• The essence of the scheme is to provide people with a Personal Accident insurance cover at a price that is considerably lower than what is charged under commercial insurance plans.

Features of PMSBY:

  • A low-priced policy can be purchased for Rs. 12. Option to choose a long-term policy or yearly renewability.
  • Easy exit and re-entry measures. It can help save tax.
  • Money is given to the nominee in case of death. Auto-debit of premium from the bank account.


  • Accident insurance cover without spending a lot as compared to other policies.
  • The welfare of the family in case of death, as the claim amount can be availed by the nominee.
  • No regular payment formality worries due to auto-debit facility.
  • Easy processing of continuous cover. Flexibility to continue or discontinue as per one’s wish.
  • Deduction as per Section 80C and Sum Insured of Rs. 1 lakh is non-taxable as per Section 10(10D) of IT Act.

Sukanya Smridhi Yojana:

  • Sukanya Smridhi Yojana (SSY), a small-scale savings scheme for the daughter’s education and marriage, initiated as a part of government’s Beti Bachao, Beti Padhao mission.
  • The government wants to convey a message that if a parent could make a proper plan for their girl child, they can definitely improve and secure their daughter’s future. It is suitable for a daughter up to 10 years of age with annual contribution ranging from a minimum of Rs.1000 to a maximum of Rs, 150000 and provides an annualised return of 8.1 percent.
  • Ministry of Finance, further, through its notification dated 12 December, 2019, has brought about the following changes in the above flagship scheme:
  • Higher interest rate for default accounts which means that even on non-deposit of minimum Rs. 250 SSY A/c will keep on earning the interest rate applicable to the scheme.
  • Changes in rules for premature closure of account: The old rules of the scheme allowed closure of the account in two cases - due to death of girl child and in case of change in residency status of girl child whereas now premature closure is allowed even on compassionate grounds including situations such as medical treatment of the account holder for life threatening diseases or death of her guardian.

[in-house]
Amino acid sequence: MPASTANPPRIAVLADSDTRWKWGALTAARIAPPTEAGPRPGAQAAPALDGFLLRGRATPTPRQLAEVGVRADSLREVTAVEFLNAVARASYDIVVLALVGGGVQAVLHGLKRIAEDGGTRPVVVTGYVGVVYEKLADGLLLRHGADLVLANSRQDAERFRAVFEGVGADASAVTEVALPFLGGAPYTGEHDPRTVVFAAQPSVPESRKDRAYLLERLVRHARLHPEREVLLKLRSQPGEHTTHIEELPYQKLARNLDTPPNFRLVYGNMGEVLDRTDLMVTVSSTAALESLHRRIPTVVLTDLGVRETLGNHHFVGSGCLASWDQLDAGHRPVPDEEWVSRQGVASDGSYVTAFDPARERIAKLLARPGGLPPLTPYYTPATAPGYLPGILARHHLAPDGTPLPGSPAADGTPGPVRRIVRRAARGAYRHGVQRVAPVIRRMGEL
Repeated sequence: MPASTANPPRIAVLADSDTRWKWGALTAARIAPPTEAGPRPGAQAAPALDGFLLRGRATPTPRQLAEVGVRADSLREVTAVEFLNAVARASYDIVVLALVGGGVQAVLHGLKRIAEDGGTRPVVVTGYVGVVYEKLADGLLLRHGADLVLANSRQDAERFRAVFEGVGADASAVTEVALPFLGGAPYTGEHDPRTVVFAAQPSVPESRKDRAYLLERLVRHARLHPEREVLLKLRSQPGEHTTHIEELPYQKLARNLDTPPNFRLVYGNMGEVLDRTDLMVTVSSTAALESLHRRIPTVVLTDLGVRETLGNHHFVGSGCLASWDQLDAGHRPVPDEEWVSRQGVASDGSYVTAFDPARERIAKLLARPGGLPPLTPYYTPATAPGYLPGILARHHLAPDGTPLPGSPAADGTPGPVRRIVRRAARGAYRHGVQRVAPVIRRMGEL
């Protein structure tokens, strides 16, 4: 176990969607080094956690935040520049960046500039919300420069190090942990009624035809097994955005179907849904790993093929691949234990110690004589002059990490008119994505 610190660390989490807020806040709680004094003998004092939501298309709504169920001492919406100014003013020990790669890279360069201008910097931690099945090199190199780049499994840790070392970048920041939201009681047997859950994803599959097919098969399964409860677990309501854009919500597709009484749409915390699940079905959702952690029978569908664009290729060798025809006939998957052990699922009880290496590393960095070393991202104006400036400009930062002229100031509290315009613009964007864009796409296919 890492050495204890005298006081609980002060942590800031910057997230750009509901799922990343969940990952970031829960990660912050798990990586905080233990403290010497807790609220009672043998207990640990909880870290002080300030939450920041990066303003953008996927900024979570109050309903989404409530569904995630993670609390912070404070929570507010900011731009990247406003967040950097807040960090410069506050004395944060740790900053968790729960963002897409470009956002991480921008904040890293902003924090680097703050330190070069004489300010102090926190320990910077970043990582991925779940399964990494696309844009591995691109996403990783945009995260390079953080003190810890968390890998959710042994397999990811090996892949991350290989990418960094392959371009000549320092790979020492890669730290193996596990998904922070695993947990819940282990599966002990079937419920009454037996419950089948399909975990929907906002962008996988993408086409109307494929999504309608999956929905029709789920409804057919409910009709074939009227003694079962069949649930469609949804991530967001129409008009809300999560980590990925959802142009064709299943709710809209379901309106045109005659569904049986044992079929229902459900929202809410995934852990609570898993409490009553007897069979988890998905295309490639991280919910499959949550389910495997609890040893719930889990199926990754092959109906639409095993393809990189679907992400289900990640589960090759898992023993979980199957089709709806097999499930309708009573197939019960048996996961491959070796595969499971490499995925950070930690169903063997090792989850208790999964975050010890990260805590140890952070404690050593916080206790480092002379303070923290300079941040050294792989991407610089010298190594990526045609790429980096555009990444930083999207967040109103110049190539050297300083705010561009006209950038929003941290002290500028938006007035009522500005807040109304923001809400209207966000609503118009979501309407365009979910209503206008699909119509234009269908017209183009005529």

• Change in A/c opening age: The newly notified rules, allow that the account cannot be operated by the girl child till she attains the age of 18 years as against 10 years as per old rules.
  • Opening of accounts for more than two girl children: According to the newly notified rules, if accounts are to be opened in case of more than two girl children, then along with the birth certificates, an individual is required to submit an affidavit instead of Medical Certificate.


  • Well-defined social security programmes need to be welfare-oriented, inclusive, wider-based and better implemented. Making schemes targeted and contributory could negatively affect these features. Considering that government is already spending nearly 3 percent of GDP on pensions, it is thus argued that a universal pension and gratuity schemes are possible within a limited expenditure, without placing any significantly large additional stress on the fiscal. In order to meaningfully implement the proposed universal schemes, collaborative exercise with post offices in addition to banks can be considered.
  • Thus, people having accounts in post offices can also be offered these schemes. Further, even if people have bank accounts in cooperative banks, they can also be offered the schemes to ensure wider coverage. Another dimension of universal pension scheme can be that preference for a male child as a support in old age could come down though this area needs further research to empirically establish a causal relationship. This could improve the sex ratio in the country, something that the governments have been trying since the last few decades.
  • It goes without doubt that adequate social security enhances economic growth and thus reduces the burden of tax financed schemes through generation of additional revenue. Unlike present set of social security schemes, a non-contributory universal scheme is probably the need of the country that has remained ignored till date.
  • It would be advantageous to have universal schemes at least for the next few decades, until India achieves a better per capita income and has achieved total eradication of poverty.



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Courtesy: Kurukshetra